First-Year English Class, tape 2

DATE: 28 April 1958

OCCASION: Irby Cauthen's First-Year English Class

TAPE: T-142d

LENGTH: 17:09

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William Faulkner: [...] he was, in his own lights, quite successful. That is, he wanted no more than he knew within his capacity he would have, that he was going to enjoy what he saw and heard and was going to live a long time in peace because he had accepted, coped with environment, without trying to manipulate environment for his own aggrandizement as Snopes did.

William Faulkner: Yes, sir.

Unidentified participant: What was the purpose of the episode about the—the wart or the mole on Old Bayard's face? [He went to see] Lucius Peabody and Dr. Alford and somebody else. He went to see three doctors [...].

William Faulkner: Well, that wasn't too important. It really proved nothing. It—it simply stipulated a—a true fact: that the—the old people that have traditions of going out in the garden to get a few weeds and stewing in tobacco juice can perform miracles of cure, when all the doctors with their fine pharmacopoeia and all the rest of the gadgets sometimes fail, and that's always a—a little amusing to me when I see somebody that will—will go to the—what the trained doctor would call a witch doctor, and get a little piece of salve that will cure something that the doctor or the surgeon himself failed to do anything with. That, by optimism, I mean that man himself is somehow indestructible, that he don't need education and training at all, that—even he can cope with illiteracy. He can cope with science, that all the atom bombs and things like that are not going to destroy man, that he will find some little thing in his kitchen garden to stew down that will efface the atom bomb from threat. I mean, figuratively speaking.

William Faulkner: Yes, sir.

Unidentified participant: Sir, did you have any reason for having Old Bayard live so much longer than all the other Sartorises?

William Faulkner: No. Probably the only reason was a—a dramatic and technical one. I simply needed him. As soon as I didn't need him anymore, I got rid of him. [audience laughter]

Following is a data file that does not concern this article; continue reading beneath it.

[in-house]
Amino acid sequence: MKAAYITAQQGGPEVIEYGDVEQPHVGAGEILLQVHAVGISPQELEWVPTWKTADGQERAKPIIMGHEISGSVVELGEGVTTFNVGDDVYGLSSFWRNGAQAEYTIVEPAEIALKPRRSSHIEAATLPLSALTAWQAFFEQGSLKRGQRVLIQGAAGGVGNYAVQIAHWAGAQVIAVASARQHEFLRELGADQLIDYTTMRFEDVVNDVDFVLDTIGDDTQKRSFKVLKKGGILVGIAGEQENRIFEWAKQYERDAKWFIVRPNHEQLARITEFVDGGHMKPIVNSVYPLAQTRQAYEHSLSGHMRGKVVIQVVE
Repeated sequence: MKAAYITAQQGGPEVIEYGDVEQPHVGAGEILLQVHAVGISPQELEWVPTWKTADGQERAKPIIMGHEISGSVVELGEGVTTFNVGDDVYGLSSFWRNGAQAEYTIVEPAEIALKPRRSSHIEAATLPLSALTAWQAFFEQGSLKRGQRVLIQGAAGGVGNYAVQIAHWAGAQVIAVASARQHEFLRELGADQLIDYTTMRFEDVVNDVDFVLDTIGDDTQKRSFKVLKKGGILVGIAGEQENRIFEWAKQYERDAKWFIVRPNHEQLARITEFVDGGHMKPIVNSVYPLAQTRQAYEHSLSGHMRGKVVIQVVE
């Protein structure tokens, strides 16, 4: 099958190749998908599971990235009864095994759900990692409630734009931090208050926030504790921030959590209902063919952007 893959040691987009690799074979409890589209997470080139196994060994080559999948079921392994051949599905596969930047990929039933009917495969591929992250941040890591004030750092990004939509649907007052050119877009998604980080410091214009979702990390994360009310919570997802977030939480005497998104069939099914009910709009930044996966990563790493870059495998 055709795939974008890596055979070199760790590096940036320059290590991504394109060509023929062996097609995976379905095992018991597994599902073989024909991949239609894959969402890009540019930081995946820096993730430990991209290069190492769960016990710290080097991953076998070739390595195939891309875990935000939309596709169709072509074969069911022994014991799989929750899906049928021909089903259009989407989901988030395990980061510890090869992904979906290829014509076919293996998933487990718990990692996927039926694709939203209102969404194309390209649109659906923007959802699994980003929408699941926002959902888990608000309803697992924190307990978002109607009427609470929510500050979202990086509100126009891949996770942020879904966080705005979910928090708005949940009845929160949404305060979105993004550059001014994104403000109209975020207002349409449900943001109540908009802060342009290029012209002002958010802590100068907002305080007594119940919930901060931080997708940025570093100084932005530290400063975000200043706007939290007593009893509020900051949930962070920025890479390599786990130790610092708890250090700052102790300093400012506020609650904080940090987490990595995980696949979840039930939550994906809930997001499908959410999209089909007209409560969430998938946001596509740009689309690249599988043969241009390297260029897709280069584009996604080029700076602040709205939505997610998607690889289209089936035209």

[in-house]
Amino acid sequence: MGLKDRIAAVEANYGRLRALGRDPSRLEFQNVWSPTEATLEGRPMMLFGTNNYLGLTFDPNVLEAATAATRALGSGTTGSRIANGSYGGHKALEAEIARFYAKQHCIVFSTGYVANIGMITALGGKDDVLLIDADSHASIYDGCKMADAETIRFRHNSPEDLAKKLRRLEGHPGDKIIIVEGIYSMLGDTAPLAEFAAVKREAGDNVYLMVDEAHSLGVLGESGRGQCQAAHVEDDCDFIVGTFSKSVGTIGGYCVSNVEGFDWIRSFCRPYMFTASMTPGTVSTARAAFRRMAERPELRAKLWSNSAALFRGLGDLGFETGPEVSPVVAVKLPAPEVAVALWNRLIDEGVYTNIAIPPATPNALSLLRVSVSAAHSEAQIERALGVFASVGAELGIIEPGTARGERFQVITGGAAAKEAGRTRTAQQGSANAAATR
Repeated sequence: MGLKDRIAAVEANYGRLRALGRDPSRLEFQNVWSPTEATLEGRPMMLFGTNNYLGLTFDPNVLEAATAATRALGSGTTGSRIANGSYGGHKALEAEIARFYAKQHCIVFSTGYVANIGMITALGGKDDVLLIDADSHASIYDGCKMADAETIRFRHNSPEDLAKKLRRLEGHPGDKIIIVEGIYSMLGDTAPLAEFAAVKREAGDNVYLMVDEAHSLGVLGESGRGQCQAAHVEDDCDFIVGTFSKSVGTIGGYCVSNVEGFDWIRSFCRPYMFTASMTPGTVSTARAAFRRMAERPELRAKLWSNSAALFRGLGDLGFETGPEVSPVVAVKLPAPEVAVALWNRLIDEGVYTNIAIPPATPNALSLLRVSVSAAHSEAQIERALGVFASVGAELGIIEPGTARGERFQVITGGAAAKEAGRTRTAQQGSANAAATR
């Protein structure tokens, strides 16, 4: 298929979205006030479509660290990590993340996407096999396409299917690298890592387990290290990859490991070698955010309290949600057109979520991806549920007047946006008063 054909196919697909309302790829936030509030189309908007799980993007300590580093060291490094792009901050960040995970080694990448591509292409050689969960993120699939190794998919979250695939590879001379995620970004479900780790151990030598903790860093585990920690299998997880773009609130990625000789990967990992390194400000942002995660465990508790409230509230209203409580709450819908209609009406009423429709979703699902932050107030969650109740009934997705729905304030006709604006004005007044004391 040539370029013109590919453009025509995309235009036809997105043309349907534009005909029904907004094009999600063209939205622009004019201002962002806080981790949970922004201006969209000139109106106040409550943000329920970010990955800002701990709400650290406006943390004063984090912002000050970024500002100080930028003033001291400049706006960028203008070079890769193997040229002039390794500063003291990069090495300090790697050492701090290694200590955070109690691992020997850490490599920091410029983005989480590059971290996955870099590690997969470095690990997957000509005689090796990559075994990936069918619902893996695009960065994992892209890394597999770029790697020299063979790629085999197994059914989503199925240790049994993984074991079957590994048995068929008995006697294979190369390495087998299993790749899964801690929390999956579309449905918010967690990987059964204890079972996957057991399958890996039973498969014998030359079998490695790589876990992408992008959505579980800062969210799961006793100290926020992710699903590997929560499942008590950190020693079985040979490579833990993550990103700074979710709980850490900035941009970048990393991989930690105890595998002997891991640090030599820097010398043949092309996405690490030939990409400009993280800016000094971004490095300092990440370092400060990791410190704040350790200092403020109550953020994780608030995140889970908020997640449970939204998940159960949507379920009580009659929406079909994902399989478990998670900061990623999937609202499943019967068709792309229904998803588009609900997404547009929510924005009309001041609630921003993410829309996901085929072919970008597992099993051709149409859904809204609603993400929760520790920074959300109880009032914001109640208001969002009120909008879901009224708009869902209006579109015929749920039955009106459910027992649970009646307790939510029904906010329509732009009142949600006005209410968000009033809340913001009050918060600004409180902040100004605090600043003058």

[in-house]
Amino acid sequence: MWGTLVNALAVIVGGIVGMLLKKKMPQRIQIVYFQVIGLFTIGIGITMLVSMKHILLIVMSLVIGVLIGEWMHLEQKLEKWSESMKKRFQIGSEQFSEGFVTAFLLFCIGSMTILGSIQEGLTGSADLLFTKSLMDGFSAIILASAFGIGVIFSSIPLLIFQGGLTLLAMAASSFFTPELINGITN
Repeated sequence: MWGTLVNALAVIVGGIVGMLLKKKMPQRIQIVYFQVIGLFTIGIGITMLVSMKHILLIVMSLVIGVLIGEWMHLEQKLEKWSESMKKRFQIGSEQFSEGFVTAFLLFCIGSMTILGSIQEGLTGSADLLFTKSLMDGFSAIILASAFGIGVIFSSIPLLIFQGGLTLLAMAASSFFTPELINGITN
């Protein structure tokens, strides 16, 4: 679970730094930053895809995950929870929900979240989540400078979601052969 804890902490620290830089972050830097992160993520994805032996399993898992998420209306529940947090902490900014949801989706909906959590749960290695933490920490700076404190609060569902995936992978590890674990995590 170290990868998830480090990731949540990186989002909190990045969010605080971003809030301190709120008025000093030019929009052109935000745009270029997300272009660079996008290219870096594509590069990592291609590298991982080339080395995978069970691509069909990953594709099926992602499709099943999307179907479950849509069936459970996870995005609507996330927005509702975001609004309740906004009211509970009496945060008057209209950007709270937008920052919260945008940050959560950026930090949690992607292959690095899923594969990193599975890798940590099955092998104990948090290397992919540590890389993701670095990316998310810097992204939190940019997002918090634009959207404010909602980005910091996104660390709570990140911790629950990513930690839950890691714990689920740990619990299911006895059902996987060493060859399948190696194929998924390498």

William Faulkner: Yes, sir.

Unidentified participant: In The Unvanquished, the theory of the McCaslins, that people belong to the land, is that to represent the belief of a general class of people at that time, or was that just an individual case of [...]?

William Faulkner: It was—well, not quite individual because there were more McCaslins in that county than that one family. They didn't—well, they might've represented a—a type, the type that didn't have the—the education of the Sartorises and the Compsons, but had some of the same traditions. They were close enough to the land, probably, to have a little more toughness, that none of the McCaslins, MacCallums would have—have produced the—the—the Caddys and Quentins of The Sound and the Fury. That they would've—have solved their problems, would have faced their problems better than—than Compsons and maybe Sartorises did, that no MacCallum would have—would have wrecked a car in which his grandfather died and then simply walked out of the scene.

William Faulkner: Yes, sir.

Unidentified participant: This question is related. Were Colonel Sartoris and your great-grandfather, the Colonel Falkner—I mean—or how much did you—how much did you draw on Colonel Falkner to get the picture of Colonel Sartoris?

William Faulkner: That's difficult to say. That comes back to what we spoke of—the three sources the writer draws from, and—and I myself would have to stop and—and go page by page to see just how much I drew from family annals that I had listened to from these old, undefeated spinster aunts that—that children of my time grew up with. Probably, well, the—the similarity of raising of that infantry regiment, that was—that was the same. The—his death was about—was pretty close, pretty close parallel. But the rest of it I would have to go through to—page by page and remember, did I hear this or did I imagine this?

Unidentified participant: Sir, I wonder what—if you intended to—to make us think was the future of the—the young—young baby, John Sartoris, would be. I know—or whether it's just I read between the lines, [but] I remember that Aunt Jenny said that when old Simon died, that he was the last of the real Sartorises, and then again, Narcissa said that—when she wanted to change the name, Aunt Jenny said, "Well, you'd better not. He'll turn out to be one anyway." So, is there any prediction that you would make that he would turn out to be just like—as—as violent as all the rest or whether he would turn out to be a new generation?

William Faulkner: Probably, he wouldn't be as violent as the others. I think that what the old aunt meant was that—that these people were—were her kin, and—and she would have to be on their side and have to see that all this was fine and gallant, but that—that they were obsolete, that the men, the southern men, were the ones that—that couldn't bear being—having lost the war. The women were the ones that could bear it because they never had surrendered. The men had given up and, in a sense, were—were dead and—and even generations later were seeking death. And, in her opinion, the sooner this quality in the Sartoris men died out, the better for Sartoris, for the Sartoris clan, race. And she—probably she believed that—that this boy would have all the best of the Sartorises and none of the vices.

Frederick Gwynn: Mr. Faulkner, toward the end of "An Odor of Verbena," she says to Bayard, "Damn you Sartorises," even though she seems to approve of his not going out and getting revenge. Is it some quality of heartlessness that she feels even in an act that she approves of?